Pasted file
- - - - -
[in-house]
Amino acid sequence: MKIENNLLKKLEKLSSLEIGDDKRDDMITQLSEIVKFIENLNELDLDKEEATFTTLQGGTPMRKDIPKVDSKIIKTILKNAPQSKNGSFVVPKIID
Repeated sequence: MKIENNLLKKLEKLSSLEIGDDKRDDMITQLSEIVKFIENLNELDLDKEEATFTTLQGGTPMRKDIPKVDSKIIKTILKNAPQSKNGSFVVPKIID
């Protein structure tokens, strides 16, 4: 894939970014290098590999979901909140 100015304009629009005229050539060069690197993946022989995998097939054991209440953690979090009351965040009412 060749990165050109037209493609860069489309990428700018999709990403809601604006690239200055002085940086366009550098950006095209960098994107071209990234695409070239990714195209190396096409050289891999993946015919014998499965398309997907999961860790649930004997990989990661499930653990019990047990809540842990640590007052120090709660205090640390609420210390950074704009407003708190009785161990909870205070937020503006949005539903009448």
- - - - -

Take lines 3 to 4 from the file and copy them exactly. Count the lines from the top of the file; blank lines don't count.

Repeated sequence: MKIENNLLKKLEKLSSLEIGDDKRDDMITQLSEIVKFIENLNELDLDKEEATFTTLQGGTPMRKDIPKVDSKIIKTILKNAPQSKNGSFVVPKIID
């Protein structure tokens, strides 16, 4: 894939970014290098590999979901909140 100015304009629009005229050539060069690197993946022989995998097939054991209440953690979090009351965040009412 060749990165050109037209493609860069489309990428700018999709990403809601604006690239200055002085940086366009550098950006095209960098994107071209990234695409070239990714195209190396096409050289891999993946015919014998499965398309997907999961860790649930004997990989990661499930653990019990047990809540842990640590007052120090709660205090640390609420210390950074704009407003708190009785161990909870205070937020503006949005539903009448």